Out100: Edie Windsor
By Out.com Editors
Photography by Danielle Levitt
The love story that changed America began when Edie Windsor met Thea Spyer in a New York City restaurant called Portofino. “We made love all afternoon and went dancing at night — and that was the beginning,” Windsor would recall decades later in the documentary Edie & Thea: A Very Long Engagement. For Spyer, the attraction was no less spontaneous: “We immediately just fit — our bodies fit,” she says in the film. That was in 1965, four years before Stonewall and nearly 50 years before their relationship became the foundation for the federal government’s recognition of same-sex marriages.
The couple married in Canada in 2007, but when Spyer died in 2009 after a long battle with multiple sclerosis, Windsor was ordered to pay $363,000 in federal estate taxes that would have been avoided had their marriage been recognized by the United States. It took shrewd lawyers, clear-sighted judges, and one spry, platinum blond octogenarian to revoke that glaring iniquity.
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When the 5–4 Supreme Court decision ruling the Defense of Marriage Act unconstitutional was announced on June 26 this year, Windsor was at the apartment of her lawyer, Roberta Kaplan, to receive a congratulatory phone call from President Obama. And then she went to the Stonewall Inn to celebrate. This time, in contrast to 1969, the whole city was there to join the celebration — a testament to the distance we’ve traveled. “The next generation is so far advanced over us,” Windsor says. “I love that a lot of younger people now come out that would never have come out in the old days. Of course, they are born into a community already. They just have to discover it, whereas we were still building it.”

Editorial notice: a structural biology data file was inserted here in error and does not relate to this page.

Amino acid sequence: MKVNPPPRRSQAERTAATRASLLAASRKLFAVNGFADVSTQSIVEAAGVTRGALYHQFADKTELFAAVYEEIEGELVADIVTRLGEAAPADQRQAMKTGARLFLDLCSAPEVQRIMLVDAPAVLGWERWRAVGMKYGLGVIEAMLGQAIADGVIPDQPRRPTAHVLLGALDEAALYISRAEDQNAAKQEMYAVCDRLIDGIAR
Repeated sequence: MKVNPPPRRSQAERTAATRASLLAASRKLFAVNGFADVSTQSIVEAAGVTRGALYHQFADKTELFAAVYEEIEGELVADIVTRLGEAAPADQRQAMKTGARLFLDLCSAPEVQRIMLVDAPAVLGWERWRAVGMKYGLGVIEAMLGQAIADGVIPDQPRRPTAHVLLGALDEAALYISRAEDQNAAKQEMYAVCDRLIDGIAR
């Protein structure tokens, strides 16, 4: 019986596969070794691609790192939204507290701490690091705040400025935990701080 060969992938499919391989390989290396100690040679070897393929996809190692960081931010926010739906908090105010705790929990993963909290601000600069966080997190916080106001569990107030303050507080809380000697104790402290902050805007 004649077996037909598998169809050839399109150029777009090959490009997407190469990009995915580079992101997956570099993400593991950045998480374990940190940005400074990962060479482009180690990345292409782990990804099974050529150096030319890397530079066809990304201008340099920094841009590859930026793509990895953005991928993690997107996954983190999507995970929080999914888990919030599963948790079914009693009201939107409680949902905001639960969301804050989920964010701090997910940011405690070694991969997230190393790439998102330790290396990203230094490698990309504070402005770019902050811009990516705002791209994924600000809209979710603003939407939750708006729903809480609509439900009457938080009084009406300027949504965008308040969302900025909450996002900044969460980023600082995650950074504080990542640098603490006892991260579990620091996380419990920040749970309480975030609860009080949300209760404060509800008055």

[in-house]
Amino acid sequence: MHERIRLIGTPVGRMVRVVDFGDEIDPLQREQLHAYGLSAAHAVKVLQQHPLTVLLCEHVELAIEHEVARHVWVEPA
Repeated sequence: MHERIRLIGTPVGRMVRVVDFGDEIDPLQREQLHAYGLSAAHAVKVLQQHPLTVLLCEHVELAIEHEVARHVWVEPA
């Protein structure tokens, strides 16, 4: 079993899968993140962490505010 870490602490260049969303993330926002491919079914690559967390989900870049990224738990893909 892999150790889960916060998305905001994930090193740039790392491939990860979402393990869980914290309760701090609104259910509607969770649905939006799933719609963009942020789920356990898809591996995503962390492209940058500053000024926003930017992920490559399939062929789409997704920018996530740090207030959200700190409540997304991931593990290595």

Build it they certainly did. It’s thanks to their efforts — and to the power of love stories — that we’re at this long-awaited point in our history today. As for Windsor, she finally received that check from the government repaying the money it owed her. But she’s been repaid in so many other ways impossible to count.
Photographed at the Plaza Hotel in New York City on September 12, 2013